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Like Sheep to the Slaughter

Unless you’ve been hanging out on the far side of the moon…

You know Treasury bond investments are a bad bet this year.

Now with yields on the benchmark 10-year note breaking above 3.2% T-bond prices have moved in the opposite direction. The 10-year is down over 10% year-to-date. In contrast the S&P 500 is up 4.6% in the same time frame.

Also, the Federal Reserve signaled there’s likely much more pain to come for bond investors.

The minutes from the Fed’s September meeting were released earlier this week and left no doubt in my mind they remain hell-bent on raising rates even more.

One comment in particular made this crystal clear: “a few participants [Fed members] expected that policy would need to become moderately restrictive for a time, and a number judged that it would be necessary to temporarily raise the fed funds rate above their assessments of its longer run level.”

The Fed also confirmed its intent to keep unwinding the central bank’s bloated balance sheet by unloading $50 billion per month worth of Treasury bonds and mortgage backed securities. The $2 trillion worth of bond purchases during QE (quantitative easing) from 2009-2017 has now turned into $600 billion per year of bond sales.

I call it quantitative tightening (QT).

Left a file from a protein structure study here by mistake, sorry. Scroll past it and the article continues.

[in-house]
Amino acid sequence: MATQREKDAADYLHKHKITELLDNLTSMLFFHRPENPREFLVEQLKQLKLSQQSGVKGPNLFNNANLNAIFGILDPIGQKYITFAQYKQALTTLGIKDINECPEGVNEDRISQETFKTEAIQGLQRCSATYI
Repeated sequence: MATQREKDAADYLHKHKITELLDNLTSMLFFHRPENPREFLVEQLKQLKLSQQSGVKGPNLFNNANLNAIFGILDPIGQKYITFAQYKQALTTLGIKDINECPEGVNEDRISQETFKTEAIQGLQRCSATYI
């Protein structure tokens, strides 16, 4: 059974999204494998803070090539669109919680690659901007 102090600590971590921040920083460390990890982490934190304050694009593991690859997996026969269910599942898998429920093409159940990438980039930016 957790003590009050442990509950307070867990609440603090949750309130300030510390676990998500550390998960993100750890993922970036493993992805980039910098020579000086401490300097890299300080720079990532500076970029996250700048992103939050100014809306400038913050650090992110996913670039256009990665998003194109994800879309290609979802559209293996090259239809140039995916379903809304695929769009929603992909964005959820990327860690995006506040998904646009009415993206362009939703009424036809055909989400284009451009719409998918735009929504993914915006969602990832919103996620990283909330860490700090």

Source: The Federal Reserve

Simply stated… Higher interest rates and more supply of Treasury securities is a double-whammy for bond prices and a headwind for stocks as well.

This marks a clear path to higher interest rates than markets have expected, and sooner than expected too.

In fact, Fed funds future prices jumped on the news, now indicating 80%-plus odds of the next rate hike in December, and better than 50% chance of yet another increase in March.

The Fed will not rest, apparently, until short-term interest rates (measured by the 2-year Treasury note) are 3% or higher.

This is a good news/bad news scenario for stocks.

A climate of higher interest rates amid a strong economy helps boost corporate profits. But the flip-side is rising inflation (from both trade tariffs and higher material costs). Plus rising labor costs conspire to crimp profit margins, and lowers stock market valuations.

Bottom line: The Federal budget deficit is getting deeper, which means more Treasury securities must be sold to finance this debt.

At the same time the Fed’s rate hike path is making it much more expensive to service that debt. On top of that, the Fed has become a net seller of Treasuries.

This is a major shift in the supply/demand picture for T-bonds that will only get worse as interest rates keep rising.

Allocate your money accordingly.

Here’s to growing your wealth,

Mike Burnick

Mike Burnick
Chief Income Expert, Mike Burnick’s Wealth Watch

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